Now, what was down quite a bit in 2010, my initial look at the data is indicating--is tax revenues, which are at $2.16 trillion, though this IRS sheet suggests it might be even lower. That is down from $2.3T last year, and $2.5T as a general running average.

The big news today was that the outlook of the AAA credit rating of the Federal Government was downgraded from "stable" to "negative." That riled the stock market a little. My guess is it will recover tomorrow.

The bottom line is: with increasing federal debt and declining federal revenues, in 2010 zero hour drew a little closer.

Thursday, January 27, 2011

Japan's Footsteps

Today, S&P cut Japan's credit rating for the first time in 9 years, down to AA-.

Following WWII, Japan enjoyed abundant growth through the 1970s, rising to a fever pitch during the 80's, but beginning in 1990 has suffered economic decline, even during times when consumer spending was immense and the world economy favored Japan as much as one could hope. Japan's industries are still highly competitive and successful, and they continue to produce some of the best cars and electronics in the world. But there was an unspoken counterbalance to Japan's success, which was hardly reported on at the time, nor in recent news either.

In the 80's, while the world was heaping praise over Japan's economy, with ongoing predictions that it was set to become the next world economic superpower, there was an elephant in the room: Japanese growth went hand-in-hand with massive government debt. Earning a million dollars in sales is good, but not if you have to borrow two million dollars to cover production costs. Even those who knew about Japan's borrowing at the time might have viewed it as sensible infrastructure spending that would one day result in healthy net profits. But that is not how it played out, or if it did, it is Japanese industry who now enjoys the benefits, while the government and people are saddled with debt.

The entire Japanese economy has been stuck in a protracted recession since around 1990, and compounding the problem of earlier spending, the Japanese government succumbed to Keynesian policies of additional government spending projects in futile, unsustainable, and ultimately fruitless attempts to stimulate their economy. Today, Japan's debt situation is worse than Greece's (who has been facing civil unrest over their credit issues) with a whopping 200% public debt to GDP ratio, which is second in the world bested only by Zimbabwe. For as bad as U.S. mispending and debt are, we are closer to 75% debt-to-GDP, which is comparable to the better European economies like Germany.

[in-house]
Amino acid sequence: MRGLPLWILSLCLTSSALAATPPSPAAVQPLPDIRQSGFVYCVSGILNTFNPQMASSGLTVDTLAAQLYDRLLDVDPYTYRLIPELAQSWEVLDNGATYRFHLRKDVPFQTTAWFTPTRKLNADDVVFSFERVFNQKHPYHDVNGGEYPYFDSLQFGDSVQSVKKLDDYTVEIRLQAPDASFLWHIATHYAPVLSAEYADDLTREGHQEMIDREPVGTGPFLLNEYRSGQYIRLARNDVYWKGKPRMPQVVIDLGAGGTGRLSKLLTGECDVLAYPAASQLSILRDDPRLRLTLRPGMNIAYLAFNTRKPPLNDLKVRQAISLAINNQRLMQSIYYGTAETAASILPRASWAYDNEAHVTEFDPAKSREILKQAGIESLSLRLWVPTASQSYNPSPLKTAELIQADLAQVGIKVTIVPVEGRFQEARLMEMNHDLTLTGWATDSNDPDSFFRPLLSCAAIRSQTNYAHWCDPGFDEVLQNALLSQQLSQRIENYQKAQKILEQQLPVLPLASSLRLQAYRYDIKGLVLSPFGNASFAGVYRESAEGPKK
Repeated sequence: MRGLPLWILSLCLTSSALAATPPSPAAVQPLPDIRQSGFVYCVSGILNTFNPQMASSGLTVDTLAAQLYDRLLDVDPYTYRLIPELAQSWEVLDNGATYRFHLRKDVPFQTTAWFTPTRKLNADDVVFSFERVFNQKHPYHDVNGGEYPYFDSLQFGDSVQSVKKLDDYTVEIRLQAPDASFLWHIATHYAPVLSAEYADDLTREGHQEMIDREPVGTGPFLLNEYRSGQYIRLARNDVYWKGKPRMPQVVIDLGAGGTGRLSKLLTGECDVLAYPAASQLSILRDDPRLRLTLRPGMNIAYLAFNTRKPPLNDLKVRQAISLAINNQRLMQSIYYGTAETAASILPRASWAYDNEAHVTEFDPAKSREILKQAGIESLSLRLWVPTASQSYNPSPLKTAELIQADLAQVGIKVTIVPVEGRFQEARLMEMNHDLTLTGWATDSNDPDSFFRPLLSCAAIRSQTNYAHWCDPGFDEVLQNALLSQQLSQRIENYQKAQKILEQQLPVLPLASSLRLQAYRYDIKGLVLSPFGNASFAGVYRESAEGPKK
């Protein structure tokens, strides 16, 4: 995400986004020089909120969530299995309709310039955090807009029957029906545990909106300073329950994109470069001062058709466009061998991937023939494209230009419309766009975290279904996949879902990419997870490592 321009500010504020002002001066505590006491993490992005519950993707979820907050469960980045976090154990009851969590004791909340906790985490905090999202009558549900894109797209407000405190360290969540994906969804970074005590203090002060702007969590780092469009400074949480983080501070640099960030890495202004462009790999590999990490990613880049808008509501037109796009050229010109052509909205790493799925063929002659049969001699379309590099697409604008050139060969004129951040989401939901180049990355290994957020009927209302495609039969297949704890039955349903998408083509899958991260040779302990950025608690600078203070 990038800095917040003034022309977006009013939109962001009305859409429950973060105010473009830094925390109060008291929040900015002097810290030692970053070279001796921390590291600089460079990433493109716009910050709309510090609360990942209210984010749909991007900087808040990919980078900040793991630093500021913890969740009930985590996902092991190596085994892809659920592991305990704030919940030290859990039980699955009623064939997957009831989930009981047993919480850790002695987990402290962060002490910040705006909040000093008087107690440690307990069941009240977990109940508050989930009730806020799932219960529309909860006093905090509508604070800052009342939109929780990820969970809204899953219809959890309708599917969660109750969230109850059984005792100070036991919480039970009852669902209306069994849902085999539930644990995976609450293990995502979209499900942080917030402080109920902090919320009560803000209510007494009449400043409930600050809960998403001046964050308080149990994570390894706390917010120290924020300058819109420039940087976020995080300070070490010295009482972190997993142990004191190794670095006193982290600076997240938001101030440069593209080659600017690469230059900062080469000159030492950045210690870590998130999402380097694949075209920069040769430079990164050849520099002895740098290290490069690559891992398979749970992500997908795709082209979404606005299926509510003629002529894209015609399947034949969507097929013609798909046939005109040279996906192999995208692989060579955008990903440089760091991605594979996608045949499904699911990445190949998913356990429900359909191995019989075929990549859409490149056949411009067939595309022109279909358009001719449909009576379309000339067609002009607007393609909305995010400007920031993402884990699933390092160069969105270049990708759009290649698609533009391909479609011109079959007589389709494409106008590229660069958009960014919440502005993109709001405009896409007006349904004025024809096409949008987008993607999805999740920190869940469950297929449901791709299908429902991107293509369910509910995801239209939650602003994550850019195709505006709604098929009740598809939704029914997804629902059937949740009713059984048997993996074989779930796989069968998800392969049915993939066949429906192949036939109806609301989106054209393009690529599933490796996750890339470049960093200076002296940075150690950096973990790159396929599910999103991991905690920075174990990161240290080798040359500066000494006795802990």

From the CIA world factbook: Japan's GDP is $4.3T dollars, and public debt is 196% of that, which would be $8.5T. Tax Revenues are pretty robust at $1.8T (around 75% of the U.S. government's net income; consider Japan's GDP and population are both about a third of ours). Government spending is $2.3T.

I would say tax revenues like that are outrageous, but apparently the Japanese are okay with it. For years Japan has maintained a zero interest rate policy with quantitative easing, similar to ours, or rather the inspiration for ours, so their treasury bonds have been cheap. Even if government debt averages 5%, which is probably an overestimate, yearly interest payments would be $420B which sits easily within Japan's annual income. In fact, their national-debt-to-tax-revenue ratio isn't that far from what we have in the U.S., with the main difference being per capita taxes are way higher in Japan.

So, it is definitely not panic time for Japan, and the numbers don't even look terribly concerning, so I don't fully understand this recent downgrading of their credit rating, unless fewer tax revenues are forecast due to Japan's aging demographics.

I guess the point is: Japan offers evidence for the failure of Keynesian policies. Best the U.S. not follow their lead. Another point: China's situation today is not greatly different than Japan's back in the 80's.